Fill in the blank: “The Son of Man came __________.” How would you respond? Teaching and preaching? Healing and forgiving? Loving and restoring? Dying and rising? All good answers, but Luke 7:34 says, “The Son of Man came eating and drinking.” In fact, a major feature of Luke’s Gospel is that Jesus is usually going to a meal, at a meal, or coming from a meal. If you love to eat, Luke is your Gospel.
But wait a minute. Does that sound like the lifestyle of a holy man to you? Does that sound like the behavior of a prophet? More feasting than fasting? More parties than protests? What kind of rabbi is this? The rap on Jesus was that he was “a drunkard and a glutton” (Luke 7:34). Now, Jesus was neither of those things—the Bible says he never sinned—but he did give his enemies enough ammunition to make the charge stick.
And they made the charge stick, not because he was eating and drinking per se, but because of the kinds of people he had at his table—those who were awfully low on the religious food chain. And there’s no indication such folks even had to “repent” before they could come and eat at Jesus’ table! The fact that they came at all—and ate and enjoyed his welcome—was apparently repentance enough for Jesus.
What’s going on here? It’s called grace. And grace is often a threat to the religious mind. Tim Chester has said, “In Luke’s Gospel Jesus got himself killed because of the way he ate.” That’s hardly an overstatement. Before Jesus ever picked up the cross, he picked up the fork. And when he did, he turned the tables—and everything changed!
In this series, we look at the major meals portrayed in Luke’s Gospel. We’re doing so because meals were central to the mission of Jesus; they embodied the very grace of God that he came to give. Significantly, the one person Jesus pictured tormented in Hades was a man who kept others from dining at his table (cf. Luke 16:19-31).
Moreover, Paul’s great exposition of the doctrine of justification by faith in the letter to the Galatians is sparked by a meal—by Peter’s refusal to eat with Gentiles. For Paul, broken table fellowship was a denial of the gospel itself. Why? Because meals are such a central and powerful expression of the reconciling work Jesus came to do.
In this first message of the series, we look at the meaning of meals and the potential of meals. Here’s what we discover:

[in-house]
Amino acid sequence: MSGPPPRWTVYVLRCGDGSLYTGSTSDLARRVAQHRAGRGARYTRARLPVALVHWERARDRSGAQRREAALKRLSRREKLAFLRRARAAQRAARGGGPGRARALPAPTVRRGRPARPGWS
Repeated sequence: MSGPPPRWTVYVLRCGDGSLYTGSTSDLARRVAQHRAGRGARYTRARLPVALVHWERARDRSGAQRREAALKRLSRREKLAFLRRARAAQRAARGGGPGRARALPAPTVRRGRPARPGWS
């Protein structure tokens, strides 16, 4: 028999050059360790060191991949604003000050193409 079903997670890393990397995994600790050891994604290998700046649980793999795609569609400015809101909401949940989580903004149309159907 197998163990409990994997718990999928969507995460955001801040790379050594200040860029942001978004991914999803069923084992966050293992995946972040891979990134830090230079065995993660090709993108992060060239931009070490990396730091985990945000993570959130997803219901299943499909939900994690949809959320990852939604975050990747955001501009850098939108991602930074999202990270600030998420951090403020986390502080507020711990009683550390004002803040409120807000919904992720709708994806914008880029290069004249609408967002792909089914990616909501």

- Meals remind us that the God who feeds us is hospitable, generous, wise, and good.
- Meals remind us that we are not self-sufficient creatures but finite beings dependent upon the Creator.
- Meals reveal to us the status of our own hearts—who are we willing or unwilling to have at our tables?
- Meals enable us to be conduits of God’s grace to others—to listen, affirm, encourage, inspire, value, and support others.
- Meals remind us of the ultimate meal to come—the Marriage Supper of the Lamb at the restoration of all things.
Until that eschatological meal, Jesus feeds his people with the bread and cup of Holy Communion—his body and blood. Consequently, at the center of the Christian life is a meal—with Jesus himself as the main course. To quote Tim Chester again:
“Jesus didn’t run projects, establish ministries, create programs, or put on events. He ate meals. If you routinely share meals and you have a passion for Jesus, then you’ll be doing mission. It’s not that meals save people. People are saved through the gospel message. But meals will create natural opportunities to share that message in a context that resonates powerfully with what you’re saying.”
So let’s ask the question: Who is at our table and why? Who might God want us to invite to our table to share and celebrate grace? Are there any biblical restrictions on who should be at our table? (Yes, but only a few. The holiest man from eternity ate with the unholiest people in history.) First John 2:6 says, “Whoever claims to live in him must walk as Jesus did.” Let’s update that statement in light of our theme: “Whoever claims to live in him must eat as Jesus ate.” Are you up for the challenge?
Contact This New Life directly for the sermon audio file.